Light colored walls – or trompe l'oeil wallpaper – always look sophisticated and will help to create a bright and airy cloakroom, perfect for a traditional home. Pair this with contemporary chrome or brass faucets to add a touch of timeless charm.

14. Introduce shimmer and shine with copper 

A cloakroom with a brass basin, a wooden door and a small square window

(Image credit: Polly Eltes / Future)

Copper is a great success in bathrooms and cloakrooms since it’s a conductive material that heats up quickly and retains water temperatures far longer than conventional ceramic designs.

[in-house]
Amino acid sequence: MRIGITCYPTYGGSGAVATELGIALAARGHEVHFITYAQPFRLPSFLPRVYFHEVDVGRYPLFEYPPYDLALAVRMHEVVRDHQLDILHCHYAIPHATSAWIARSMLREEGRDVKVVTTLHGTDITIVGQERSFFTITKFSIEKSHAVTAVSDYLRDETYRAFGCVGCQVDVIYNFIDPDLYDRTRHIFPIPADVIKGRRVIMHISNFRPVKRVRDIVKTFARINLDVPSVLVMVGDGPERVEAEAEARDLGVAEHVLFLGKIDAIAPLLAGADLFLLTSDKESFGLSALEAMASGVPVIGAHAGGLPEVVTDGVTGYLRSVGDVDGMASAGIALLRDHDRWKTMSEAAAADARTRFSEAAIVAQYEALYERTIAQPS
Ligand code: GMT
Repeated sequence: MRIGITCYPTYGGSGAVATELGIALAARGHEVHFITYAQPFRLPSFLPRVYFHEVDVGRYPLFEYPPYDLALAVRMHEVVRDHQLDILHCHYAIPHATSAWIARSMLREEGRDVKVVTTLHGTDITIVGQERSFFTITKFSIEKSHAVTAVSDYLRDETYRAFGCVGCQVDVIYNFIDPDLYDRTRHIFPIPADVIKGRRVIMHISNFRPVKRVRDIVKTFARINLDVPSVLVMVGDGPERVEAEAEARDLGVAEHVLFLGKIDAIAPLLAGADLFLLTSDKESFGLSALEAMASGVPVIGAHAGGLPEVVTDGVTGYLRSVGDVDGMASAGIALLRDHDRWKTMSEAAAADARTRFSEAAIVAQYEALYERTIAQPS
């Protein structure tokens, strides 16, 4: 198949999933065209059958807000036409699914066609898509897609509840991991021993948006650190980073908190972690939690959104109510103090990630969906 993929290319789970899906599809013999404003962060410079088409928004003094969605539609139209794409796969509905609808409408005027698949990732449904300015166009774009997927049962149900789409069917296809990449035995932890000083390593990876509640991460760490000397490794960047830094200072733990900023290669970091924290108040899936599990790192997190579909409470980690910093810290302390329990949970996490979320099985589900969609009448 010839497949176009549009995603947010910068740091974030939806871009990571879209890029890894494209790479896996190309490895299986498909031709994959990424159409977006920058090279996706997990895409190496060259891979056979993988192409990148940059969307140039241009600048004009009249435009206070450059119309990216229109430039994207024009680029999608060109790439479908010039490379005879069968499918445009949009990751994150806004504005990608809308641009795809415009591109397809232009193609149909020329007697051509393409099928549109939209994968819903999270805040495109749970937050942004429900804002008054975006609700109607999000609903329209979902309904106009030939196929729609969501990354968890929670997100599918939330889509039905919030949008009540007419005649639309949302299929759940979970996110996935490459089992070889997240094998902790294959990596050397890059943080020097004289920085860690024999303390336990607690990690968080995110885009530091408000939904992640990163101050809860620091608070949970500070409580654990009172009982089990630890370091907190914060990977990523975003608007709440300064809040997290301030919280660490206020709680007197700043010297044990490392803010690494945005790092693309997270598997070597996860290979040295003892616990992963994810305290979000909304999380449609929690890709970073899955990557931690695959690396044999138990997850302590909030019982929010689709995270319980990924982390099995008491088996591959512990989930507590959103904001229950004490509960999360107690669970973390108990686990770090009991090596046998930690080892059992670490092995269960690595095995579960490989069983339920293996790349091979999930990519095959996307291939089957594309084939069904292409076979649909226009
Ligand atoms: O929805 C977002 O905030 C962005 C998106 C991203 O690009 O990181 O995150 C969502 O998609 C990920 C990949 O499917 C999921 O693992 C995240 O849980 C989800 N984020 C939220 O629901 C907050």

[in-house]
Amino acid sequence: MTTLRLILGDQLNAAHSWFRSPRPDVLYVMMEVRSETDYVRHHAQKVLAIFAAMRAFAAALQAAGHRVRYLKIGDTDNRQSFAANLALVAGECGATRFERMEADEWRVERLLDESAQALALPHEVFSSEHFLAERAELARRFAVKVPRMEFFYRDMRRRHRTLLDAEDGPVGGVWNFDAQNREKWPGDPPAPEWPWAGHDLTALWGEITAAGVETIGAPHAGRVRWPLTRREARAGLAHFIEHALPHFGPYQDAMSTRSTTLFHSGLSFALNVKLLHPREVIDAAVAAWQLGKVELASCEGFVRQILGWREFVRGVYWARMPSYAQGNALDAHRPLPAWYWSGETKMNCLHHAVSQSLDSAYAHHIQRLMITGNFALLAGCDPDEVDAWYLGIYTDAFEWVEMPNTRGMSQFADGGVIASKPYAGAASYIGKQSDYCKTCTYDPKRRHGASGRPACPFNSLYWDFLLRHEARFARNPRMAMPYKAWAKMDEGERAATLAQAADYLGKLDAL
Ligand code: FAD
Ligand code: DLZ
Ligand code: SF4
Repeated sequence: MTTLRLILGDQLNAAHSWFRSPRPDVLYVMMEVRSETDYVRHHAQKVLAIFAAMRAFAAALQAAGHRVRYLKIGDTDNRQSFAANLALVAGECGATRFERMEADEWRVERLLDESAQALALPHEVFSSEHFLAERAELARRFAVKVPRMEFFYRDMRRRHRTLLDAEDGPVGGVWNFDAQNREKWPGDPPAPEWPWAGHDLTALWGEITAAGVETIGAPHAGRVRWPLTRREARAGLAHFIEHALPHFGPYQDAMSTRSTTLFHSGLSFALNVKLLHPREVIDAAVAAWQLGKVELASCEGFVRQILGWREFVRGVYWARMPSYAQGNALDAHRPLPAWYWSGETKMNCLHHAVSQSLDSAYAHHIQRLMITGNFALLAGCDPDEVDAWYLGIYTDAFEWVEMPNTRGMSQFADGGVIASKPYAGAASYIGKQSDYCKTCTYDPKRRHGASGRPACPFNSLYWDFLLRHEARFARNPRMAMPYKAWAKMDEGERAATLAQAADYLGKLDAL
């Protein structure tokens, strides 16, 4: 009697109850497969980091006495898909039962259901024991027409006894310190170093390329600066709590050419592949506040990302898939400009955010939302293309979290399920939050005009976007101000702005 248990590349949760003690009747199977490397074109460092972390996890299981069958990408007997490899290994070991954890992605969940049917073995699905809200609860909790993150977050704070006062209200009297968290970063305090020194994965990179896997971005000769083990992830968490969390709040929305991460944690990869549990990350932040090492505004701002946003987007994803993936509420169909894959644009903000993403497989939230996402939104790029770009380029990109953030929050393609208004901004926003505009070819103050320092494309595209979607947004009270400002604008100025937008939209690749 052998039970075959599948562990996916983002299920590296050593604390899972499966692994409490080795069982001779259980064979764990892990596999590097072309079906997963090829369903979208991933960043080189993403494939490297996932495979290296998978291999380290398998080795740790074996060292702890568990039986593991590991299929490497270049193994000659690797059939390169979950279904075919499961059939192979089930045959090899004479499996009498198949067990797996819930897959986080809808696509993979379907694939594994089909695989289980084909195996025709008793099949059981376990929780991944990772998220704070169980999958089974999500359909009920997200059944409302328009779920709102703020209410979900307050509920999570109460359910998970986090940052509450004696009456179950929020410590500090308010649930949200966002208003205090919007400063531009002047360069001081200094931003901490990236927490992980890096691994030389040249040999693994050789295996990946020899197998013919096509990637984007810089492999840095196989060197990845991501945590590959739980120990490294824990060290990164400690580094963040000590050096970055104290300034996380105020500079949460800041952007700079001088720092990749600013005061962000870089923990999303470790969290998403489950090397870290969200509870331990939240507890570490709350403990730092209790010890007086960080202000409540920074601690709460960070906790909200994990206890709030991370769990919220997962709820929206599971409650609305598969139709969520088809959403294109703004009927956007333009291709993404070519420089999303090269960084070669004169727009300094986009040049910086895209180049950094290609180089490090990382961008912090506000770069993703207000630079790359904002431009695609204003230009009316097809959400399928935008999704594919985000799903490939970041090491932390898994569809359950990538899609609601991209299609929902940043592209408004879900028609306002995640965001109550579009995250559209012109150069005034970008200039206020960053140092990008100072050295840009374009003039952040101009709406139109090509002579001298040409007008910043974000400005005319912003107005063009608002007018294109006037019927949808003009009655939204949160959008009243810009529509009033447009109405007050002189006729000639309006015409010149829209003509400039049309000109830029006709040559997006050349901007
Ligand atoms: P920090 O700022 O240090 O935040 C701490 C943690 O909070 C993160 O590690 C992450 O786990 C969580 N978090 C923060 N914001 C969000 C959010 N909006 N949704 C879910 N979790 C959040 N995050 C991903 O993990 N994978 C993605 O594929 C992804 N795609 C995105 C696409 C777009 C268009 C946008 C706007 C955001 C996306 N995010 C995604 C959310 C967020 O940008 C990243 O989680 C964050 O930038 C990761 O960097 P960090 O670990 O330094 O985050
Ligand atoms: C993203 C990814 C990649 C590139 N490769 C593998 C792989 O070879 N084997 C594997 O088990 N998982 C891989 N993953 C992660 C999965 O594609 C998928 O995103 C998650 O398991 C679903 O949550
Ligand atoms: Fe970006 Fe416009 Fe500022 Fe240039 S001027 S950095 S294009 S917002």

Copper baths and basins are available in various finishes, from highly polished copper with a durable coating to protect the lustre, to antique finishes that burnish over time and tin-plated finishes with a silvery vintage charm. 

‘The rich patina of copper is warm and inviting, and the coloring gets better and better with age,' says Joe Burns, director, Oliver Burns Interiors.

15. Design a statement scheme with tiling

A cloakroom with a pink wall below pink, floral mural tiles and a traditional white sink

(Image credit: Simon Bevan / Future)

Much like paint effects, the tiles you choose can alter the look of a room. They can make a small bathroom look bigger than it actually is or add visual interest to a dull space. 

Unlike paint though, re-tiling a cloakroom can be costly and a hassle you won't want to have to repeat often, so it's important to choose bathroom tile ideas and designs that you won't tire of too soon and will last you for years to come.